“We create contemporary food from quality regional produce with a focus on seasonal awareness. Michael Ryan's many trips to, and deep interest in, Japan is reflected in the techniques and flavours in the menu.
“We make a point of quizzing our suppliers on the provenance of the produce we are buying from them. We also source un-farmed and foraged produce when we can such as wild leaves and mushrooms. We love local produce because it is so fresh. – when you can phone a supplier and have them pick the fruit for you on the morning of delivery – that is very special.
“Our menus have always been vegetable focussed, and we don't use cream in any of our savoury courses. This is not approached from a health perspective, but because it suits our style of cooking. Instead of cream, we make many of our sauces with our own house-made soy and nut milks. All of our meats are free-range, as are the eggs we use.”
Looking for the perfect place to stopover on the drive between Melbourne, Canberra and Sydney? The accommodation at Provenance is located in the quiet courtyard at the rear of the property in what was once the stables that serviced the bank. Renovated in a modern style with Asiatic touches throughout. The rooms, located in the centre of Beechworth, are walking distance to the many shops, cafés and restaurants in the town. For more information click here.
To read more about Provenance, visit their Truth, Love & Clean Cutlery profile here.
“Vegetables are at the heart of what we do and we are 100 per cent organic certified by the Soil Association, the UK’s largest organic certification body. We want to give people good, fresh, flavoursome, ethically-produced food and are dedicated to growing and eating seasonally – our food tastes great because we harvest and eat in tune with the British seasons. Everything that we grow is selected for flavour; our carrots taste so good because they are selected and grown to be so. Our set menu changes daily depending on what is in abundance in the surrounding fields, truly celebrating seasonal produce.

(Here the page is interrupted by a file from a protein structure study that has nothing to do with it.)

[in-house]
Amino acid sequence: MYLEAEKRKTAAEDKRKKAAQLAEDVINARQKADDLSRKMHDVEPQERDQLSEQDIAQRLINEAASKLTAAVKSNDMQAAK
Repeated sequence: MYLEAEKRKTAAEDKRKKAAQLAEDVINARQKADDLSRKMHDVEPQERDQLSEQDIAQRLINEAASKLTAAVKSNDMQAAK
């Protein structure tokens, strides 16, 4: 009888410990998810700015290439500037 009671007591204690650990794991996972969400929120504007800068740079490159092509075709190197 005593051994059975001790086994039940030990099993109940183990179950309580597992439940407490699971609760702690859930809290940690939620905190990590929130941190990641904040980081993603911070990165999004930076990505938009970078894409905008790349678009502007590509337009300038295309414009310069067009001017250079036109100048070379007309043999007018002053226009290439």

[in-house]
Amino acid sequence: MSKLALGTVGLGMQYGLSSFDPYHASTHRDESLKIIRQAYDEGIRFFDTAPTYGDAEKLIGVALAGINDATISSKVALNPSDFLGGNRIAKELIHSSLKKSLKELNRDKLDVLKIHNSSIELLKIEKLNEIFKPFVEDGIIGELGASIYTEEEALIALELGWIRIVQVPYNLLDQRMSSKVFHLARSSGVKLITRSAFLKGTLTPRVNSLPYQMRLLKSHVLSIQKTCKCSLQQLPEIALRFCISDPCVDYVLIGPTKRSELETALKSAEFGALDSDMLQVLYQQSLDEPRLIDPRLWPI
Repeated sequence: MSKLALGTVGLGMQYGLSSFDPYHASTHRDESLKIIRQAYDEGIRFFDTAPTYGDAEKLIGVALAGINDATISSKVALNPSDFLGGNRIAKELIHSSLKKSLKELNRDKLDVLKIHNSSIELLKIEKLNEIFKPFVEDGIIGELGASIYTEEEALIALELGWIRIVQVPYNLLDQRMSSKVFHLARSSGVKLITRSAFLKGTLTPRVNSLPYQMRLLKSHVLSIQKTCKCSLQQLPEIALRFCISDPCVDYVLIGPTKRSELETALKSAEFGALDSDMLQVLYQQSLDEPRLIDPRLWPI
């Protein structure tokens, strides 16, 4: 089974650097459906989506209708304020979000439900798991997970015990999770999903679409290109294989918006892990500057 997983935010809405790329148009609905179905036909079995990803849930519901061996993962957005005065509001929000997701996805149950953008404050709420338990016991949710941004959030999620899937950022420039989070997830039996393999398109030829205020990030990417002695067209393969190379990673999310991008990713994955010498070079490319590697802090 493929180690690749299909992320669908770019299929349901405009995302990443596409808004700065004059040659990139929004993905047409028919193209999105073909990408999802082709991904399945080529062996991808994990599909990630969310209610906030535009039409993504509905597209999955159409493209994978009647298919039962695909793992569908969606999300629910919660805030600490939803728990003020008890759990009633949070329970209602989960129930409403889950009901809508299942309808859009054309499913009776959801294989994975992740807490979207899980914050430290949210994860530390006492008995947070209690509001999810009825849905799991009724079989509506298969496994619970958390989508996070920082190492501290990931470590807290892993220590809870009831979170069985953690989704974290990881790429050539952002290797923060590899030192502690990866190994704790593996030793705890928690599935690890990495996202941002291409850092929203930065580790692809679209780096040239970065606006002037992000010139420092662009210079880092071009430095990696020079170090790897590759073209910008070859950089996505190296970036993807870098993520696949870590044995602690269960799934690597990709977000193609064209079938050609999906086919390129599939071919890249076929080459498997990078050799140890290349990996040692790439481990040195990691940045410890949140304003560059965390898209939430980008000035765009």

“As well as using vegetables from the farm, The Riverford Field Kitchen has its own garden metres away from the restaurant. Our head gardener works her green-fingered magic and grows a variety of crops for us to have fun with in the restaurant: fresh herbs, radishes, spicy rocket leaves, unusual tomato varieties, strawberries and raspberries for summer desserts. Growing our own not only allows us to serve vegetables that are truly fresh from the soil, but also lets us experiment with using every part of the plant, leaving minimal waste.
“Working with the freshest, most flavoursome organic ingredients straight from the soil, we hope to show just what’s possible when you put vegetables at the heart of your plate. We’re not vegetarian, but meat and fish are used as a seasoning and organic seasonal vegetables are the star of every dish.”
Elly Pear’s Green Feast : Wednesday 20 November
"Bestselling author Elly Pear will be joining us at The Riverford Field Kitchen to host an organic veggie packed feast featuring recipes from her latest book Green: Veggie & Vegan Meals.
Elly is passionate about encouraging people to cook from scratch and try new things. Her bright, inventive, meat free cooking is influenced by world cuisine but always with an eye on the local greengrocers. Find out all you need to know about this event and many others here."(https://fieldkitchen.riverford.co.uk/events/).